Patrons flock downtown over weekend

Downtown bars saw large crowds over the weekend, the first since Iowa Gov. Kim Reynolds’ closure order expired Oct. 4.


Katie Goodale

Brother’s Bar and Grill is seen on Thursday Oct. 8, 2020, the first weekend of bars reopening. Governor Kim Reynolds released a proclamation last Friday allowing bars to reopen in Johnson and Story counties on Monday, Oct. 5. Many bar-goers were out without masks on and there was little social distancing in lines.

Claire Benson, News Reporter

Patrons stood often shoulder-to-shoulder in lines snaking outside of popular bars in Iowa City the first weekend in a month after Iowa Gov. Kim Reynolds’ closure order expired on Oct. 4.

Johnson County, home of the University of Iowa and Story County, home of Iowa State University, were the last two counties the governor lifted restrictions on Oct. 4. Reynolds ordered bars, wineries, and distilleries to close after a spike in COVID-19 cases in six counties — including college towns — in late August.

Bars in Black Hawk, Dallas, Linn, and Polk Counties were allowed to reopen Sept. 16.

New COVID-19 cases have declined in Johnson County in the month since the order was put in place. Johnson County’s 14-day positive case rate was 4.9 percent Sunday, down from as high as 42 percent in August, according to the state’s coronavirus dashboard.

UI officials have praised Reynolds for making the order to close bars and requiring restaurants to stop serving alcohol after 10 p.m. The order also mandated that patrons who ordered alcohol must also purchase food.

But rent is still due for bars and establishments, which are trying to avoid another shut-down order.

CEO of the Corridor Entertainment Group Jason Zeman said before Reynolds shut down the bars, wineries, and distilleries, there were certain downtown bars that were not enforcing social distancing or mask wearing measures, which made it more difficult for the vast majority of the bars to successfully enforce these policies.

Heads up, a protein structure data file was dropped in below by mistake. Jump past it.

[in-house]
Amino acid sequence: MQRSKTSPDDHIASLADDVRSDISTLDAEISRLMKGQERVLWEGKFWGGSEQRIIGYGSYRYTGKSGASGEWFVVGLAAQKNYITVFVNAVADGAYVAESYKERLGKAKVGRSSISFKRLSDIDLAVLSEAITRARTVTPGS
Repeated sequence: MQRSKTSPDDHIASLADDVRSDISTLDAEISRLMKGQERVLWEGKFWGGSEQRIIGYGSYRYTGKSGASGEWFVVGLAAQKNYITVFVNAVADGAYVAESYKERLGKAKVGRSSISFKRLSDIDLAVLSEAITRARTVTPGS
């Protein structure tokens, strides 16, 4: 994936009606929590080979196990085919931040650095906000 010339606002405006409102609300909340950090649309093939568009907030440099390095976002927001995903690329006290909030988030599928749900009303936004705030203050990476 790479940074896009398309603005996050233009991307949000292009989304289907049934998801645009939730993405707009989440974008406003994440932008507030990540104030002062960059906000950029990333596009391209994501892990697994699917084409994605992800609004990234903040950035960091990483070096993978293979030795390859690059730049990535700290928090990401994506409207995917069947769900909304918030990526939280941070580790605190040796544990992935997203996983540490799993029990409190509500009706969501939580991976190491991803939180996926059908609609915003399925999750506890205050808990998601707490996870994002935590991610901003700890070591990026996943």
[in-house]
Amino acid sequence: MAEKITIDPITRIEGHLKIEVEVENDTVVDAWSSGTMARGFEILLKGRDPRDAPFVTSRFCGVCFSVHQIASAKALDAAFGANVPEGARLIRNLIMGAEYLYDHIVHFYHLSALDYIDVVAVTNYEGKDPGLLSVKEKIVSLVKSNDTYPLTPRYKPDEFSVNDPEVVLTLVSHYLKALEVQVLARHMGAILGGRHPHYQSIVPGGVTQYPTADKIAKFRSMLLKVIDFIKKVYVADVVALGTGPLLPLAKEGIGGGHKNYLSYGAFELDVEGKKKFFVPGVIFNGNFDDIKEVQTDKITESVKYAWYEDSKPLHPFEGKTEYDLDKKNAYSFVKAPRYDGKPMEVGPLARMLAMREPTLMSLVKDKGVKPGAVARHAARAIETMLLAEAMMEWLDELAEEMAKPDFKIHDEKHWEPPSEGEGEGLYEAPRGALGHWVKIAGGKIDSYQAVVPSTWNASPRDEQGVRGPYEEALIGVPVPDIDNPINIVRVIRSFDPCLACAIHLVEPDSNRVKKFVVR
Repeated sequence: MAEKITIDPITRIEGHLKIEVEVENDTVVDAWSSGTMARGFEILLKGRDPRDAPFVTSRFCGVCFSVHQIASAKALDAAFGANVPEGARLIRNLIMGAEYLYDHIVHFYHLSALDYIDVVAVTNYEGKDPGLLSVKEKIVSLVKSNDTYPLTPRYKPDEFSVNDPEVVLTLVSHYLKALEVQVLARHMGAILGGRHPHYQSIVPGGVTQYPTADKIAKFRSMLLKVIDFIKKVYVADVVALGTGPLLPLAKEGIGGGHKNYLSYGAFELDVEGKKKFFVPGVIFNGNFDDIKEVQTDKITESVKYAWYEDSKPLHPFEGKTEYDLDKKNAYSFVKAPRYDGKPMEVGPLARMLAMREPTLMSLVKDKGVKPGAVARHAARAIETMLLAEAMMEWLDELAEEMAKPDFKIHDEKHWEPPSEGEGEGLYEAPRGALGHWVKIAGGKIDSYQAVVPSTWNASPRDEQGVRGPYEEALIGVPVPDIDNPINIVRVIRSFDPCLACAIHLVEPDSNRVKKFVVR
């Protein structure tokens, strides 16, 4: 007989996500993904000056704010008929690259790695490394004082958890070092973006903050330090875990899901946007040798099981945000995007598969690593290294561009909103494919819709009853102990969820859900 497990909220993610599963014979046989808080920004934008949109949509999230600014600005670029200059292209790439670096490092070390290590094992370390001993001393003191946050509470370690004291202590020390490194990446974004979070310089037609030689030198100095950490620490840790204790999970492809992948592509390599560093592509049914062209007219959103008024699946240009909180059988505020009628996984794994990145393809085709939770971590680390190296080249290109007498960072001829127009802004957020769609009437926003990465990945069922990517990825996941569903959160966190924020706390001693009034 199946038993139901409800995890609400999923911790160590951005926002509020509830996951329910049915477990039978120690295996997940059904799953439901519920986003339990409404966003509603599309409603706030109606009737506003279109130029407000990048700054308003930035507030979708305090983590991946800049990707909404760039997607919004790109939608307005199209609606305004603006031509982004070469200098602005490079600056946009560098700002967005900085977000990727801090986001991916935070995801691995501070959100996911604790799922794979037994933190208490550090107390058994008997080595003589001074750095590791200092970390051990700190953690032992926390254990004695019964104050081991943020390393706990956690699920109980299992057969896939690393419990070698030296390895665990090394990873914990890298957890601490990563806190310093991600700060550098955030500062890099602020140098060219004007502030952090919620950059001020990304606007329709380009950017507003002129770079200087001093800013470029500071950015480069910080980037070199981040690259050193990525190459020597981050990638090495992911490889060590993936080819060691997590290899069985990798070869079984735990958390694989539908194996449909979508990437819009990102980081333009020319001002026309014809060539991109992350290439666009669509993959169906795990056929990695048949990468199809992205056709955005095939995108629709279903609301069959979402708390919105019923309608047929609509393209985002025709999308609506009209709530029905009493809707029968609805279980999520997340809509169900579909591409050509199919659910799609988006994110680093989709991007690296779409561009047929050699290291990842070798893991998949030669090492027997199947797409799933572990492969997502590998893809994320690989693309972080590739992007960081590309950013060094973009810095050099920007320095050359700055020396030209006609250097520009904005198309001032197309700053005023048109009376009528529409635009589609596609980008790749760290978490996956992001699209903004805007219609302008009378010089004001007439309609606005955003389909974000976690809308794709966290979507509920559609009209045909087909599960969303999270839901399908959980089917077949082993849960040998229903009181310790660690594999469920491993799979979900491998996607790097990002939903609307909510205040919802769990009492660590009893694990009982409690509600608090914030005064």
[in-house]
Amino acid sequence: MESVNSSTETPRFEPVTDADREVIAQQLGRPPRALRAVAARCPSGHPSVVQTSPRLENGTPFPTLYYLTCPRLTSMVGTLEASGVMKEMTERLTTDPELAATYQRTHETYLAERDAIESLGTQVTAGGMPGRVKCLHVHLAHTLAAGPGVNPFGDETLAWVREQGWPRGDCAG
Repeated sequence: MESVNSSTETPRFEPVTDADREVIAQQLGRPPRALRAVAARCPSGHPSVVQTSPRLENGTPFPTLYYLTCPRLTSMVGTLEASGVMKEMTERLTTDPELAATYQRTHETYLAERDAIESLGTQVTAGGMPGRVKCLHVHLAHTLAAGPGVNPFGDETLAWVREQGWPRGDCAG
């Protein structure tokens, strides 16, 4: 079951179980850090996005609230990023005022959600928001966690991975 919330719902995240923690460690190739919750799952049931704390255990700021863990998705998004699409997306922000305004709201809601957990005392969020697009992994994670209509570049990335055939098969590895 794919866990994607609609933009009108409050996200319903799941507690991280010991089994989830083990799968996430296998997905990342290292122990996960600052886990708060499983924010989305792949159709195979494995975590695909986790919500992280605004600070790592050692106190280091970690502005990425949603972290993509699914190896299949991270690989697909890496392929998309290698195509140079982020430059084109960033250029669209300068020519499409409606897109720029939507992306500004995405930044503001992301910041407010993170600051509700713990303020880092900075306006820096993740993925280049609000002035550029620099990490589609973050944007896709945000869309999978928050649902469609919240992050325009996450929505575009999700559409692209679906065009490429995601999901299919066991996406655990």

“Before [bars were allowed to reopen], we’d have four to five places that weren’t doing it, and everyone else was,” Zeman said. “It was much more difficult to enforce the rules compared to when everybody does the same thing and we’re all doing what we’re supposed to be doing, the best we can.”

Bars are still required to keep patrons six feet apart inside. Zeman said because bars, restaurants, and other establishments have limited capacity inside their spaces, lines have been forming outside of the building on the sidewalk.

RELATED: Bars to reopen in Johnson, Story Counties

Over the weekend starting Oct. 9, long lines trailed from popular bars with employees at bars such as Sports Column attempting to herd patrons onto painted squares on the sidewalks, which are designated social distanced waiting spots.

Masks often hung around patron’s necks or were not seen at all until a bouncer at the door asked them to put a mask on. Patrons at Brothers Bar and Grill stood shoulder to shoulder outside the bar without many masks in sight.